For the filling:

50 grams caster sugar

20 grams soft brown sugar

1 tablespoon of cinnamon (or more, if you’re into that)

40 grams butter

Mix them all together into a sort of sugary paste.

Once the dough has doubled in size, punch all the air out of it and knead it again for 5-7 minutes.

Roll it out into a rectangle and spread the sugary goo over the top.

Then start rolling it up, the way you would do a Swiss roll or something like that, until it has formed a log. Fold the ends down and transfer the log to a loaf tin, with the seam facing down. Let it rise for another 40-60 minutes.

Bake in a 180 degree oven for 40-50 minutes or until it is golden brown. 


Enjoy while it is warm!




Mini Peppers Stuffed with Giant Couscous

September is the new January. Cold, rainy, short days and long nights.

No, I’m joking. September, for me, IS the new January, but it has nothing to do with the weather, which has been surprisingly warm recently! September is the new January because it’s all about new beginnings. New school year, new house. I’m back in London basically for good now, and about to start the first term of my final year. Scary!

So September is all about new things, and I want to try everything I can. But I am also aware that this is my last year! I might never get a chance to be a student again, which is both slightly a relief and very sad.


This meal is healthy and delicious and encompasses my favourite ingredients. It’s the perfect meal for tripping from September into October, and getting into the swing of school and the routine of reading (a lot.)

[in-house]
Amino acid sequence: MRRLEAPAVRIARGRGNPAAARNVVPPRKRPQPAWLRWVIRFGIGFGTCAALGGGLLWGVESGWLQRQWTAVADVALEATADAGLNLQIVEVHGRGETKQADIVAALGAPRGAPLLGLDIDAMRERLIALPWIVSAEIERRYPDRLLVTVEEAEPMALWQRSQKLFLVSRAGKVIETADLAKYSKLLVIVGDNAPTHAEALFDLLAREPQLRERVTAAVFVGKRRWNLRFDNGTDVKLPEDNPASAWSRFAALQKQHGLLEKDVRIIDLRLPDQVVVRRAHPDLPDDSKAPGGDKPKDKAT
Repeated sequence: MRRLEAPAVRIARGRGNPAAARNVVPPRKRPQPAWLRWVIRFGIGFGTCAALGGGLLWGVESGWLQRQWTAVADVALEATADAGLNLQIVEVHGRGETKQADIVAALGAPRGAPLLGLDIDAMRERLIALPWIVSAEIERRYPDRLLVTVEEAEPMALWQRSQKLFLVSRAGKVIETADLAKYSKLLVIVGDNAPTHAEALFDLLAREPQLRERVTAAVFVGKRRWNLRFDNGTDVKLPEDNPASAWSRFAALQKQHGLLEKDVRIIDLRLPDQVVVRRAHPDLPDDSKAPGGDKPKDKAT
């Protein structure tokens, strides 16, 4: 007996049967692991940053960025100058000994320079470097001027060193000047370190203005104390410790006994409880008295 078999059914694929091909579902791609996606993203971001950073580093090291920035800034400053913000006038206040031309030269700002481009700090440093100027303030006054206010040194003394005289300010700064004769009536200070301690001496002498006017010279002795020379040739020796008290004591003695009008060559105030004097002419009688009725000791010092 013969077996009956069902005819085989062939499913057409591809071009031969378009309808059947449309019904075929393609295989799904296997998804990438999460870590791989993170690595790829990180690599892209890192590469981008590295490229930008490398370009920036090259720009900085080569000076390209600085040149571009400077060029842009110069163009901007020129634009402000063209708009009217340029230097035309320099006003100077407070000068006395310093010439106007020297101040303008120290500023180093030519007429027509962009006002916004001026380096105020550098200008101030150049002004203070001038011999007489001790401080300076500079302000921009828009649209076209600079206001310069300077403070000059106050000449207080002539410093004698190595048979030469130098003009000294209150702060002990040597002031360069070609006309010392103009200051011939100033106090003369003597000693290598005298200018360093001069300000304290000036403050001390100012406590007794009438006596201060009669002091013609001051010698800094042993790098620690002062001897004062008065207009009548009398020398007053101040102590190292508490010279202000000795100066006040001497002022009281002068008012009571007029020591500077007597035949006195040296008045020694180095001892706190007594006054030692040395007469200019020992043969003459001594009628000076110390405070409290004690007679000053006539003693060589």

Giant Couscous stuffed Mini Peppers (I also really enjoy the irony of stuffing giant couscous into tiny peppers!)

olive oil
2-3 mini peppers per person
150g giant couscous
4 spring onions
2 cloves of garlic
a bunch of basil leaves
50g crumbled feta
juice of half a lemon


Begin by roasting the peppers. Cut their tops off (but keep these to use as hats later!), drizzle with olive oil and put them in the oven at 180 degrees for about 6 minutes, or until they start to soften. You don’t want them to cook too much, because they will be going back in the oven later, so if they are starting to look really soft- whip them out!

In the meantime, make your couscous. Simply boil it in a saucepan for 6-8 minutes or until it has started to soften. One of the best things about giant couscous is how it retains some bite, so don’t let it get too soft, or what is the point?


While it is boiling away, finely chop the garlic, spring onions and basil.

Once the couscous is cooked, mix in the garlic, spring onions, basil and feta. Drizzle with some lemon juice and a splash of olive oil.

Once the peppers are suitably soft, take them out and spoon some of the couscous mixture into each one.


When you are almost ready to serve, put the pepper back in the oven for 2-3 minutes. This heats them up and also allows some delicious pepper juice to ooze into the couscous. Take them out of the oven, put on their hats, and they are ready to go!

I served mine with a roasted tomato, basil and garlic salad. Also, I was pretty limited by the size of my tiny peppers, but if you wanted to use normal peppers, you totally could, which would also allow for more ingredients in the stuffing. Maybe tomatoes, raisins, spinach, pine nuts or breadcrumbs? Just up the cooking time for the pepper.


Enjoy and happy October!